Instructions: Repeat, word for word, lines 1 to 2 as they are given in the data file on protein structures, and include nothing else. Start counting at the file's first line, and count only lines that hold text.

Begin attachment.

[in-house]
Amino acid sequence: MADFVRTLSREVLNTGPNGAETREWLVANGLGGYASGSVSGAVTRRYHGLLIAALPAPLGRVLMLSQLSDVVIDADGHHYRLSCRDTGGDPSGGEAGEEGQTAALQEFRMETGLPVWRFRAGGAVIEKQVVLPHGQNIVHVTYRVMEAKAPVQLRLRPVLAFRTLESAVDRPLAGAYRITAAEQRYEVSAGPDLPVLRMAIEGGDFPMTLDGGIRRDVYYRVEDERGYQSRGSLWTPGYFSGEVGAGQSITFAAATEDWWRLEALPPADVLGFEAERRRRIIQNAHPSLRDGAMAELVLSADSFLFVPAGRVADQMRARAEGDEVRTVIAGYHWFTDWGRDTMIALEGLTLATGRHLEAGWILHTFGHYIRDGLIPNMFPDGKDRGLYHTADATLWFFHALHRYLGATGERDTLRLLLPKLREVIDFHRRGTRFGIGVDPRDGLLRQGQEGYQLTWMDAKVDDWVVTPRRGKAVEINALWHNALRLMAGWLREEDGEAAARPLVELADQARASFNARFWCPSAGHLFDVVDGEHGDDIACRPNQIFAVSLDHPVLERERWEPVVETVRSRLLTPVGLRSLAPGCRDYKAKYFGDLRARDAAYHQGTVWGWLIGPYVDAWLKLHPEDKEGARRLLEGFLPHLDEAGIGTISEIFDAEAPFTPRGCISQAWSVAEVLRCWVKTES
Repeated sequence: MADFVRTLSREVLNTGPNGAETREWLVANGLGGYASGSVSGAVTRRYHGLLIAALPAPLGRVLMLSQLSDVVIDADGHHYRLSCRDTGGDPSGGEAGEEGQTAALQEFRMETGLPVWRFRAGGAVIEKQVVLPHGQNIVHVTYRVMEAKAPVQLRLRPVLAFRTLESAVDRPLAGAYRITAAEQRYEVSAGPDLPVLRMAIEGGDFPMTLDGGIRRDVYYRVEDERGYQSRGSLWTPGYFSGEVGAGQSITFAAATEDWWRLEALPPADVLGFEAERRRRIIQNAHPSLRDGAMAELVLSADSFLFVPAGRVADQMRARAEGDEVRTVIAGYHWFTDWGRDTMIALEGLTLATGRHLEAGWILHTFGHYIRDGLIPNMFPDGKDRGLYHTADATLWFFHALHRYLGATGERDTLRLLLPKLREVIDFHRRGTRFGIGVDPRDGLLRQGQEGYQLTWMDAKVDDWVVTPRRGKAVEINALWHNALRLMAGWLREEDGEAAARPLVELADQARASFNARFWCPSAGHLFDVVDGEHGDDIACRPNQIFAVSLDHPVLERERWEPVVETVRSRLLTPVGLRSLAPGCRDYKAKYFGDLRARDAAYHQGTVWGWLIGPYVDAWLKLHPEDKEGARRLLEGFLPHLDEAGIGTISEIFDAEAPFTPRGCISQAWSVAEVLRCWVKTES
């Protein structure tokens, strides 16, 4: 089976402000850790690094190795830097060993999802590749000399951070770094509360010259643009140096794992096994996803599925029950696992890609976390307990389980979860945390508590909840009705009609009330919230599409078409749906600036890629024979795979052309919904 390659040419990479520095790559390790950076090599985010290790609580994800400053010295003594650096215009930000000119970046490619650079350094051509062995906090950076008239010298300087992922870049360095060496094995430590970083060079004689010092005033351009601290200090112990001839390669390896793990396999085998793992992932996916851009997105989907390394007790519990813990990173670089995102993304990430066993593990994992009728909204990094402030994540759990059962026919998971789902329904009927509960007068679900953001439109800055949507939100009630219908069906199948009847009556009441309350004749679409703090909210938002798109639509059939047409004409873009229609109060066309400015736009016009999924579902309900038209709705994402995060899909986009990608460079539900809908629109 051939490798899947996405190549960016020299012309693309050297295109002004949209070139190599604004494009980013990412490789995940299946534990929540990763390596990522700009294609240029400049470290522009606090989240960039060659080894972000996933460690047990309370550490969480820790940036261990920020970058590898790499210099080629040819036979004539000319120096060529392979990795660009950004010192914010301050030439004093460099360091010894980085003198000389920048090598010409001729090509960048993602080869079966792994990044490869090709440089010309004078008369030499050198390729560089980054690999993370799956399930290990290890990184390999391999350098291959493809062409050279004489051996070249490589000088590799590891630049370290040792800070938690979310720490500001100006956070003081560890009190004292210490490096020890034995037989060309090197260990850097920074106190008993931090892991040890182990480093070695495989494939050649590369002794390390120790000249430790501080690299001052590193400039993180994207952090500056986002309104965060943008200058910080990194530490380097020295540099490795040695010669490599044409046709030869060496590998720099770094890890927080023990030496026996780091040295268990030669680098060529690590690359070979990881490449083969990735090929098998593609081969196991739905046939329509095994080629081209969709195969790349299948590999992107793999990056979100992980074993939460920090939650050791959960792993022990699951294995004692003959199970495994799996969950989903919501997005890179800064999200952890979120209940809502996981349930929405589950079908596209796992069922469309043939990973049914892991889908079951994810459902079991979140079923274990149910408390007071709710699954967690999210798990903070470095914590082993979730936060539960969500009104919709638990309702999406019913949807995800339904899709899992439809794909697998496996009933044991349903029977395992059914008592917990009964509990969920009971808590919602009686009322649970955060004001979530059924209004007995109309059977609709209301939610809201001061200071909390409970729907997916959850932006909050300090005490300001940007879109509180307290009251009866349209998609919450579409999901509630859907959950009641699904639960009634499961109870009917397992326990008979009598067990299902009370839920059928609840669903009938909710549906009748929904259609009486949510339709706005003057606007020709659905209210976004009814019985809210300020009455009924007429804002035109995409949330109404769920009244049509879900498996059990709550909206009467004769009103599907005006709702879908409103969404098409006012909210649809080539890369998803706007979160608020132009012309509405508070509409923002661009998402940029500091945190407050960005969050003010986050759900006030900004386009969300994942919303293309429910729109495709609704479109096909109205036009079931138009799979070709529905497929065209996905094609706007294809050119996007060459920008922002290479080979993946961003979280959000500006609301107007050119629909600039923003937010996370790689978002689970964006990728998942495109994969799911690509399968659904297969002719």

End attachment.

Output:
[in-house]
Amino acid sequence: MADFVRTLSREVLNTGPNGAETREWLVANGLGGYASGSVSGAVTRRYHGLLIAALPAPLGRVLMLSQLSDVVIDADGHHYRLSCRDTGGDPSGGEAGEEGQTAALQEFRMETGLPVWRFRAGGAVIEKQVVLPHGQNIVHVTYRVMEAKAPVQLRLRPVLAFRTLESAVDRPLAGAYRITAAEQRYEVSAGPDLPVLRMAIEGGDFPMTLDGGIRRDVYYRVEDERGYQSRGSLWTPGYFSGEVGAGQSITFAAATEDWWRLEALPPADVLGFEAERRRRIIQNAHPSLRDGAMAELVLSADSFLFVPAGRVADQMRARAEGDEVRTVIAGYHWFTDWGRDTMIALEGLTLATGRHLEAGWILHTFGHYIRDGLIPNMFPDGKDRGLYHTADATLWFFHALHRYLGATGERDTLRLLLPKLREVIDFHRRGTRFGIGVDPRDGLLRQGQEGYQLTWMDAKVDDWVVTPRRGKAVEINALWHNALRLMAGWLREEDGEAAARPLVELADQARASFNARFWCPSAGHLFDVVDGEHGDDIACRPNQIFAVSLDHPVLERERWEPVVETVRSRLLTPVGLRSLAPGCRDYKAKYFGDLRARDAAYHQGTVWGWLIGPYVDAWLKLHPEDKEGARRLLEGFLPHLDEAGIGTISEIFDAEAPFTPRGCISQAWSVAEVLRCWVKTES